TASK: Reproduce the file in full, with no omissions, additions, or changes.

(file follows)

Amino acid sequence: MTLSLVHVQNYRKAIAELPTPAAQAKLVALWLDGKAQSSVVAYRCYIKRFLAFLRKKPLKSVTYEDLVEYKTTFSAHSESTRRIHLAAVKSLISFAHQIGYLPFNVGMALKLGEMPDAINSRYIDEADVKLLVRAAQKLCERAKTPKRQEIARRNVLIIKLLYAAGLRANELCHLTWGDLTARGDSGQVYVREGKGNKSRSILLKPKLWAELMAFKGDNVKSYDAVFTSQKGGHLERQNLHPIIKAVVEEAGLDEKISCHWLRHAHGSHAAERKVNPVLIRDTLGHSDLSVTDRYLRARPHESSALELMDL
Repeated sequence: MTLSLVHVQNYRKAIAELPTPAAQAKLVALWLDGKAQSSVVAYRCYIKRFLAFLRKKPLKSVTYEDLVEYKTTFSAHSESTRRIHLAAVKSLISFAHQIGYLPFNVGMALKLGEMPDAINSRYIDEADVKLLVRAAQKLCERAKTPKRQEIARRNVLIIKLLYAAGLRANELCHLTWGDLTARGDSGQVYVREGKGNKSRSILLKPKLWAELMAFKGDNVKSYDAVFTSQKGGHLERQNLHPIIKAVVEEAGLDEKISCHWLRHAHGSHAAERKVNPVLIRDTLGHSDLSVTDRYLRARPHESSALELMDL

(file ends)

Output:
Amino acid sequence: MTLSLVHVQNYRKAIAELPTPAAQAKLVALWLDGKAQSSVVAYRCYIKRFLAFLRKKPLKSVTYEDLVEYKTTFSAHSESTRRIHLAAVKSLISFAHQIGYLPFNVGMALKLGEMPDAINSRYIDEADVKLLVRAAQKLCERAKTPKRQEIARRNVLIIKLLYAAGLRANELCHLTWGDLTARGDSGQVYVREGKGNKSRSILLKPKLWAELMAFKGDNVKSYDAVFTSQKGGHLERQNLHPIIKAVVEEAGLDEKISCHWLRHAHGSHAAERKVNPVLIRDTLGHSDLSVTDRYLRARPHESSALELMDL
Repeated sequence: MTLSLVHVQNYRKAIAELPTPAAQAKLVALWLDGKAQSSVVAYRCYIKRFLAFLRKKPLKSVTYEDLVEYKTTFSAHSESTRRIHLAAVKSLISFAHQIGYLPFNVGMALKLGEMPDAINSRYIDEADVKLLVRAAQKLCERAKTPKRQEIARRNVLIIKLLYAAGLRANELCHLTWGDLTARGDSGQVYVREGKGNKSRSILLKPKLWAELMAFKGDNVKSYDAVFTSQKGGHLERQNLHPIIKAVVEEAGLDEKISCHWLRHAHGSHAAERKVNPVLIRDTLGHSDLSVTDRYLRARPHESSALELMDL